This emergency school feeding, which the Allies did throughout Europe, is one of the best ways to help the suffering children of war. It’s a lesson we should well remember because at this very moment children are hungry and missing out on education because of conflict.

See my full commentary at the History News Network.

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Columbus Dispatch Oped: In war zones, feeding kids in school solves 2 problems

As we remember V-E Day (May 8, 1945) and the Allies’ victory in World War II Europe, let’s also think of the unsung heroes. Throughout Europe there was another war raging against hunger.

U.S. and British pilots heroically airlifted food into the Netherlands, where people were starving under Nazi occupation.

U.S. Army Col. O.J. Bizzozero and a Red Cross official, Kevin Silber, had a great idea for feeding hungry children in recently liberated Italy.

Bizzozero exclaimed: “You would have to go into the schools. Schools are the place to go.” Silber replied, “In that way we could furnish milk to children who need it, and at the same time stimulate school attendance.” Soup and vegetables were provided to hungry schoolchildren in Italy.

This emergency school feeding, which the Allies did throughout Europe, is one of the best ways to help the suffering children of war. It’s a lesson we should well remember because at this very moment children are hungry and missing out on education because of conflict.

See my full commentary at the Columbus Dispatch:

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The Hill Oped: A State of the Union that fights hunger

President Trump, in his 2018 State of the Union, can make a powerful statement for feeding the hungry. The president can set the tone for the whole year in taking action against hunger at home and abroad.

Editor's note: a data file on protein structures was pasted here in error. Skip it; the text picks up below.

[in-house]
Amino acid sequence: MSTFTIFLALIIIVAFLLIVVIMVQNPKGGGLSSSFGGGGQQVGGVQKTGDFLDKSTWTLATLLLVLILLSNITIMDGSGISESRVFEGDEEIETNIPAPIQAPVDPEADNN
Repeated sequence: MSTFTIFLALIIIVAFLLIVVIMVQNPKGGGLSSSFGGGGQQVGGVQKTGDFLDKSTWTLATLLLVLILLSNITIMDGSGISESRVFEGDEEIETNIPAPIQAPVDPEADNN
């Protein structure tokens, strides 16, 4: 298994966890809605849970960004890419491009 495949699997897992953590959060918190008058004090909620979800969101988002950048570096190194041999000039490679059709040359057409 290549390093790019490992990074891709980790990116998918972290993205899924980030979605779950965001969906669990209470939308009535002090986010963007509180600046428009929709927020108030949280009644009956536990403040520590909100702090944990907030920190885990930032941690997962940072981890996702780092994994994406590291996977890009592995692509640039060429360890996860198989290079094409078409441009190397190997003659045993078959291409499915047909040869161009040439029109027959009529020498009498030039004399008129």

With famine threatening Yemen, South Sudan, the Congo, Nigeria and Somalia the leadership of the United States is desperately needed. History shows we can rise to the occasion.

When President Harry Truman made his 1946 State of the Union, a gathering storm of famine was looming over Europe. That continent was still reeling from the destruction of World War II.  Hunger was everywhere. In his address, delivered in writing to Congress, Truman said “It is imperative that we give all necessary aid within our means to the people who have borne the ravages of war.”

See my full commentary at The Hill

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NY Daily News Oped on Congo Hunger Emergency

President Trump’s vulgar comments about Africa are bad enough. Far more disturbing is his lack of action fighting world hunger, especially that continent’s famine threat.

The United Nations just sounded the alarm of famine threatening the Democratic Republic of the Congo. This war-torn nation has millions of displaced civilians, many of them farmers. Without the planting of crops, food supplies are nonexistent.

War victims in the Congo need the assistance of the UN World Food Program, UNICEF and other relief agencies. But funding is dangerously low. Starvation will claim many lives unless we act now.

See my full commentary at the NY Daily News: